WEB EXCLUSIVE: Analysts Bash Idea of Buying F-15X Fighters for Air Force
Photo: Air ForceThe Pentagon’s fiscal year 2020 budget request is expected to include funding for a souped-up version of the F-15 fighter jet. But procuring the fourth-generation aircraft would be unwise as the United States faces growing threats from advanced adversaries such as China and Russia, analysts said March 6.
Bloomberg News, citing anonymous defense officials, recently reported that the 2020 budget blueprint, which is expected to be released next week, will include eight F-15Xs, as well as six fewer F-35 joint strike fighters than previously planned.
The Lockheed Martin-built F-35 is a fifth-generation aircraft with stealth capabilities that is expected to be the centerpiece of the Air Force’s future fleet. Service leaders, including Air Force Secretary Heather Wilson, have said that the 2020 budget proposal that they originally submitted to the office of the secretary of defense did not include funding for any fourth-generation fighters, suggesting that any request to purchase Boeing-built F-15Xs would be forced upon them by OSD leadership.
“The F-15X is a very capable airplane. The number of munitions it can carry, the range of it is really up there,” John Venable, senior research fellow for defense policy at the Heritage Foundation and a former fighter pilot, said during a panel discussion in Washington, D.C., hosted by the Mitchell Institute for Aerospace Studies.
The F-15X would likely be less expense to procure than the F-35, he noted. However, it might not fare well against advanced air defenses, he warned.
“If you went back and bought a fourth-generation [plane] … it's going to be around for 30 to 35 years,” he said. “In places like on the fringes of Syria, Afghanistan, certainly northern Africa, they will be able to operate for the next 10 years, I think, pretty well. Beyond that you're not going to be able to use them, I don't think, in many other environments.”
China and Russia are investing in their own next-generation fighters, he noted.
“If I'm a Chinese J-20 or Russian Su-57, I'm the ninja that's going to be sent after those [U.S.] assets … to take them out,” Venable said. “This is where the F-15X I think falls short. It would not be able to survive in that environment and it will not be good for the long term. … It is not a good investment for the Air Force to make.”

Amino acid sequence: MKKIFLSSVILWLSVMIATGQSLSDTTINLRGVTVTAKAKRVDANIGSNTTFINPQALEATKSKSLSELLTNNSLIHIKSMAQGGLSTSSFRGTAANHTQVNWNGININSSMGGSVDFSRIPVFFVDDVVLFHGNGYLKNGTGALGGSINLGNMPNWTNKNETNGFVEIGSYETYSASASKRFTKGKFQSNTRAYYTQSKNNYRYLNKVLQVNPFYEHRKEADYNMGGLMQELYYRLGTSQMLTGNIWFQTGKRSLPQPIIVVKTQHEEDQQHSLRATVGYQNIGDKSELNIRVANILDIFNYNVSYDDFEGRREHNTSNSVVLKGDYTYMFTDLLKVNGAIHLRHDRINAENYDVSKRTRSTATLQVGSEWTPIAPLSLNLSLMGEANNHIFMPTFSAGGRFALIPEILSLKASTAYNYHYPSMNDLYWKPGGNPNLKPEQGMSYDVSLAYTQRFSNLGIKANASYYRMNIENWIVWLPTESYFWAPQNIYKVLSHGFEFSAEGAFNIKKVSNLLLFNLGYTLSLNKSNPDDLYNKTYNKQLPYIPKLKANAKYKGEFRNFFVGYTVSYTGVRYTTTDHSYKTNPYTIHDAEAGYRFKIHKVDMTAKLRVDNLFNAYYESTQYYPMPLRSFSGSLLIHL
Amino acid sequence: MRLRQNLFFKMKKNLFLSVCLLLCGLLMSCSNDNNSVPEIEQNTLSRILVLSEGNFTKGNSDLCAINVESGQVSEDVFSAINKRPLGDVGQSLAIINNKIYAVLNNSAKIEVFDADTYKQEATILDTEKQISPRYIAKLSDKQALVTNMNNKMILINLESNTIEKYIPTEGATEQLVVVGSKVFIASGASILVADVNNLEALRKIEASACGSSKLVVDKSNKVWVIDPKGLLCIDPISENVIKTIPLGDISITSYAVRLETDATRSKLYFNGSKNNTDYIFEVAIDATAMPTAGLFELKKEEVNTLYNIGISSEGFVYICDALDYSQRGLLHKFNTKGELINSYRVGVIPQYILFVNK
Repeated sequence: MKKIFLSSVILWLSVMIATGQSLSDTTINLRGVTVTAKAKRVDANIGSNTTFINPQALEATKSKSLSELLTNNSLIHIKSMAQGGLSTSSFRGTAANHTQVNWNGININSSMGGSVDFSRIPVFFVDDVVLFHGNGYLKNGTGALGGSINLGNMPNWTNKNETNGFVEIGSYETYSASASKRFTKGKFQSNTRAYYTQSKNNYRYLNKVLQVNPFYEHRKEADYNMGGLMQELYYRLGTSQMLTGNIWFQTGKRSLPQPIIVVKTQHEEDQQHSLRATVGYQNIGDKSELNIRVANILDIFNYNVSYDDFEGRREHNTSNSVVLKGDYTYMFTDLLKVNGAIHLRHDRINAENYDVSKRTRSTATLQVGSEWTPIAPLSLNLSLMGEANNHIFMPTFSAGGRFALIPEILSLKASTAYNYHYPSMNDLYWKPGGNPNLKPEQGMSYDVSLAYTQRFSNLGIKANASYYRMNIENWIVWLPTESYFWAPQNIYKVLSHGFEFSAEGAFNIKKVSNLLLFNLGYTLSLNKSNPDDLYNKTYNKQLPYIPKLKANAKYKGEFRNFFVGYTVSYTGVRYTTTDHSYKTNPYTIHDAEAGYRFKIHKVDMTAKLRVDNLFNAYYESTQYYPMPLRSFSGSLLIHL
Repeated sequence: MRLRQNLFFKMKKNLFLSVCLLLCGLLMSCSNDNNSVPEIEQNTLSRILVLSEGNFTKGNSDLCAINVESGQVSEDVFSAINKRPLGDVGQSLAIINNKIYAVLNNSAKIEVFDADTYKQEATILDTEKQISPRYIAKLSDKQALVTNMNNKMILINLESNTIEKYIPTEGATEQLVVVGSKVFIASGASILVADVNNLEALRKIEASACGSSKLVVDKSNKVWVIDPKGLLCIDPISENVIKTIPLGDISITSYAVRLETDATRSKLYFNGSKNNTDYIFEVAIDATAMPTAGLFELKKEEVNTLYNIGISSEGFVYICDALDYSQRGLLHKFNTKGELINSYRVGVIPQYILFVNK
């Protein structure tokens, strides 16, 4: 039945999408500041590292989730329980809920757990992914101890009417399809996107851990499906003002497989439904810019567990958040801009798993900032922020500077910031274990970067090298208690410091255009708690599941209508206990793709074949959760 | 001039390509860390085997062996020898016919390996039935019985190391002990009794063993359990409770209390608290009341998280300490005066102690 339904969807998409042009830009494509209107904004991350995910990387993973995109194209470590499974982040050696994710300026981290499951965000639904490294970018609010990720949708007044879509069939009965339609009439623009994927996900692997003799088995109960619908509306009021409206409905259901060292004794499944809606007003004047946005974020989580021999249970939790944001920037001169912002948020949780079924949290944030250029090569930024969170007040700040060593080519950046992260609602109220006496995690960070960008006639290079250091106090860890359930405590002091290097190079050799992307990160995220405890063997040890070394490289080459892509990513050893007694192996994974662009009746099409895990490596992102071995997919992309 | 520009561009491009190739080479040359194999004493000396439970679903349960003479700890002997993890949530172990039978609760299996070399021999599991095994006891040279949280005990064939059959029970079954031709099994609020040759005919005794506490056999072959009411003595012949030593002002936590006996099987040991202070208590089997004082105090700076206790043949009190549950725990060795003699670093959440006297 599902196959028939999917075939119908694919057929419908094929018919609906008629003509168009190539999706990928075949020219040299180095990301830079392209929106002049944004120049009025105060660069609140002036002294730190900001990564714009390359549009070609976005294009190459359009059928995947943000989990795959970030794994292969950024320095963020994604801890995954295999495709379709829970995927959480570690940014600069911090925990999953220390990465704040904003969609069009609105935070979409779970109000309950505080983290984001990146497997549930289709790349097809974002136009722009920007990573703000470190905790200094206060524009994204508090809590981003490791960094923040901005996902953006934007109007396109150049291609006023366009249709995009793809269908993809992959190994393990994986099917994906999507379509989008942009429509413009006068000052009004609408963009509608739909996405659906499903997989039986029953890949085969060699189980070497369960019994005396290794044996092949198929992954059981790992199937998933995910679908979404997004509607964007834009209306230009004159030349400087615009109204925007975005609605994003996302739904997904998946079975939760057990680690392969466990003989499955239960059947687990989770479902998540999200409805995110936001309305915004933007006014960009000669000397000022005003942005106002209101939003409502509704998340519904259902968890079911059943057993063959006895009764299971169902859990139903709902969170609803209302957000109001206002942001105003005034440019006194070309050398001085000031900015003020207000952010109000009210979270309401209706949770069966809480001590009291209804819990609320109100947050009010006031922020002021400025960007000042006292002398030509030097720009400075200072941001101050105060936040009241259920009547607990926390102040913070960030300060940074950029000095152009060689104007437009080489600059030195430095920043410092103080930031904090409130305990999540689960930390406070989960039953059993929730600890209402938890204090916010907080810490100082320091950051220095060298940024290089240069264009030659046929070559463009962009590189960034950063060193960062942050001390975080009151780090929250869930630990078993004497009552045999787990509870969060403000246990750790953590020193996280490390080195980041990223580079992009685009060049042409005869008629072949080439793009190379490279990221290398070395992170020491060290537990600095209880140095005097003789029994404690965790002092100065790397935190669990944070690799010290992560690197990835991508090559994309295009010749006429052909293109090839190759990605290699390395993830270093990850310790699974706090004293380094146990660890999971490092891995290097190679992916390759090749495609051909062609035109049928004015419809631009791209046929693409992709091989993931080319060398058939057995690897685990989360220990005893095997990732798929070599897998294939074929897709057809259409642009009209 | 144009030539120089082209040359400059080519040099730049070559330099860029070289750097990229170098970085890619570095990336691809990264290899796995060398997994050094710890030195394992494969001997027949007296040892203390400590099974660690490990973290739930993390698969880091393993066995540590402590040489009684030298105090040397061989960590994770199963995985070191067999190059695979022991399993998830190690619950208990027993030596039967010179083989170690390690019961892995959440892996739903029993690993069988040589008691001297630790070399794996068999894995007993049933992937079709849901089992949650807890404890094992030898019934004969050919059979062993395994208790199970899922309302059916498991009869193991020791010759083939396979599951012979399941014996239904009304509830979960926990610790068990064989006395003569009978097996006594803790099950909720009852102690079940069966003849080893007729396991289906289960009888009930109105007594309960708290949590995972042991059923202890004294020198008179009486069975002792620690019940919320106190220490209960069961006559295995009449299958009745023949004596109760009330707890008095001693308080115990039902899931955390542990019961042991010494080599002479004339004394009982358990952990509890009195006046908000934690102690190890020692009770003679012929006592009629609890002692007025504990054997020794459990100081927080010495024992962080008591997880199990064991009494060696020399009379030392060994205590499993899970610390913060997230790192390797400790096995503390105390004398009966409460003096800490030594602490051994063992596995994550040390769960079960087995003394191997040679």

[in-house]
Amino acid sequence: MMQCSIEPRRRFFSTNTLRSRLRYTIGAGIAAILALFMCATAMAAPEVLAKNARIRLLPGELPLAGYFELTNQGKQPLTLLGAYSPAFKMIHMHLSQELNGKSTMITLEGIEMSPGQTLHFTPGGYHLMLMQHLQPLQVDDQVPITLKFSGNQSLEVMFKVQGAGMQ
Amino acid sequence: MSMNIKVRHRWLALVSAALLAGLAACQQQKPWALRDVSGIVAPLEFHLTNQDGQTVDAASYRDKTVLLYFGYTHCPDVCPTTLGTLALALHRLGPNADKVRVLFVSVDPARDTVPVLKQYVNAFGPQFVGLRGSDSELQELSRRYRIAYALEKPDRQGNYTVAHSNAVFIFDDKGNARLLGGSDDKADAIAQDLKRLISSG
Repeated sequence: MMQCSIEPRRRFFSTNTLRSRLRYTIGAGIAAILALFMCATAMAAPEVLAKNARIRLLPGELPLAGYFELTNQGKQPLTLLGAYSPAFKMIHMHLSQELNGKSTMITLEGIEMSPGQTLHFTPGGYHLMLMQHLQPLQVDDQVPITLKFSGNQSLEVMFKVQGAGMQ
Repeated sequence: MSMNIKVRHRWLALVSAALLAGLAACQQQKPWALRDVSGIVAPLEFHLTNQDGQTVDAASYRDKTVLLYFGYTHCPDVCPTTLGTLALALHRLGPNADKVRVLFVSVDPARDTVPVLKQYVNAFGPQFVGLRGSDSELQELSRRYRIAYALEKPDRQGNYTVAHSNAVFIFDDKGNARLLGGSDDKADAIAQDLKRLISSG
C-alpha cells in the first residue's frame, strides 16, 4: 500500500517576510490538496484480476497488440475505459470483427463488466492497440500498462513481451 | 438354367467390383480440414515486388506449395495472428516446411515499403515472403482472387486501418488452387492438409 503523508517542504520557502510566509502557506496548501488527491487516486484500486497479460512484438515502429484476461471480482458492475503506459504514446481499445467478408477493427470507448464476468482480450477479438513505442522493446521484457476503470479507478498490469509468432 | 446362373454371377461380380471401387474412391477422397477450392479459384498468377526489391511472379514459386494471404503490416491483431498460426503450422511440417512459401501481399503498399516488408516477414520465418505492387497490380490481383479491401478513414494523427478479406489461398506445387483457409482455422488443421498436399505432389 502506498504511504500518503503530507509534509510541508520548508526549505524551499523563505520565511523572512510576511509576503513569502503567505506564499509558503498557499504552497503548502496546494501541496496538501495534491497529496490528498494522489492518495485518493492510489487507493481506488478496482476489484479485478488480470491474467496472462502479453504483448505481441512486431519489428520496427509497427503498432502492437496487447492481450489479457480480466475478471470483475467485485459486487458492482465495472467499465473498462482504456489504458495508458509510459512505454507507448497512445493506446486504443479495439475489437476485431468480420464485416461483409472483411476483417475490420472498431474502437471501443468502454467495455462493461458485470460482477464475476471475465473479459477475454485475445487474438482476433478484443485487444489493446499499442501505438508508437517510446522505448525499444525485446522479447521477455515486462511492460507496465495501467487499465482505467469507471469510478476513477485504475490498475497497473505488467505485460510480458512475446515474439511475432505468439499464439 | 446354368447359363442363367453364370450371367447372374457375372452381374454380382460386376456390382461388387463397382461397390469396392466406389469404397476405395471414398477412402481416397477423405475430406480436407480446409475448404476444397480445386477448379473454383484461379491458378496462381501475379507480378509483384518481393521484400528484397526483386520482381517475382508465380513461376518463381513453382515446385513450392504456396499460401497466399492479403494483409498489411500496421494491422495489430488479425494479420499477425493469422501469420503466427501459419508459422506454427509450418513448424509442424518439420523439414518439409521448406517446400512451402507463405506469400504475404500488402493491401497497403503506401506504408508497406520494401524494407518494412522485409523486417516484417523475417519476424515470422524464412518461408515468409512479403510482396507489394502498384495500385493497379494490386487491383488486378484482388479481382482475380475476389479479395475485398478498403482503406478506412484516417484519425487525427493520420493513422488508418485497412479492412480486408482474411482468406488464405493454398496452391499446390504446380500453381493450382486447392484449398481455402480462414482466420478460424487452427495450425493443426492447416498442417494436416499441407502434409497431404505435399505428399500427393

Last week, during a meeting with reporters at the Air Force Association’s Air Warfare Symposium in Orlando, Florida, Gen. Mike Holmes, commander of Air Combat Command, said buying F-15Xs as part of the Air Force’s mix of new platforms might be a more affordable way to beef up the service’s fighter fleet.
“We’re pretty confident to say that we can go cheaper getting 72 airplanes [per year] with a mix of fifth- and fourth-gen than ... if we did all fifth-gen,” he said.
However, Mark Gunzinger, a senior fellow at the Center for Strategic and Budgetary Assessments and a former Air Force pilot, said procurement and sustainment costs aren’t the only price tags that should be considered when deciding which aircraft to purchase.
“You have to think more broadly about costs,” he said during the panel. “What if we have to fight China? What if we have to fight Russia? What might the cost be in terms of attrition, in terms of us failing in a mission and so forth? You have to think about that as well.”
The panel discussion coincided with the release of a new Mitchell Institute policy paper titled, “The Force We Need: Key Factors for Shaping the Air Force for the Future.”
Retired Air Force Lt. Gen. David Deptula, dean of the Mitchell Institute, said the Air Force is already behind the curve when it comes to transitioning to a fifth-generation fighter force. Only 17 percent of the current force consists of stealthy F-35s and F-22s, he noted. The rest are fourth-generation planes.
The 2018 national defense strategy calls for refocusing the Pentagon’s strategic planning and acquisition programs on potential conflicts with peer competitors such as China and Russia. China is fielding two fifth-generation fighters, Deptula noted. In this context, the Defense Department should prioritize beefing up its F-35 fleet, he said.
“If you're going to be the lead pilot in the first [U.S. military] aircraft that goes into a double digit surface-to-air missile, highly defended environment and you've got a choice: You can be in an F-35, or you can be in an F-15X, which one would you want to be in?” he asked. “You'd bet your ass [you would want to be flying a joint strike fighter], which is what you're going to be doing.”
As of press time, Boeing had not provided comment.
— Additional reporting by Mandy Mayfield